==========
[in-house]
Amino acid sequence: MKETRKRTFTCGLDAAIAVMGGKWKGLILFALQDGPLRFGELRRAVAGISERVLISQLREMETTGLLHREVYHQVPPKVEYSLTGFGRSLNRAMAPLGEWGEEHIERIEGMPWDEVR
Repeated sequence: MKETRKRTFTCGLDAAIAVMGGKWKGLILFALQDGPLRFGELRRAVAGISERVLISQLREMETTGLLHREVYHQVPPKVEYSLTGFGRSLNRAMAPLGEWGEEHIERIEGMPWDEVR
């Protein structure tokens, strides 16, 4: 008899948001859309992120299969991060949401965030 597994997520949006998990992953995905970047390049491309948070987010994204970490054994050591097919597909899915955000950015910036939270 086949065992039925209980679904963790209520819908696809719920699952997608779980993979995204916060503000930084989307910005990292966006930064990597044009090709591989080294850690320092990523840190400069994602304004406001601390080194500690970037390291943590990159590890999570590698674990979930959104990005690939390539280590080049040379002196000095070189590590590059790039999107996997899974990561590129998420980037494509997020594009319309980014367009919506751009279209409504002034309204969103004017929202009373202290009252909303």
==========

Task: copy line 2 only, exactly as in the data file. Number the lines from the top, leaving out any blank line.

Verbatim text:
Amino acid sequence: MKETRKRTFTCGLDAAIAVMGGKWKGLILFALQDGPLRFGELRRAVAGISERVLISQLREMETTGLLHREVYHQVPPKVEYSLTGFGRSLNRAMAPLGEWGEEHIERIEGMPWDEVR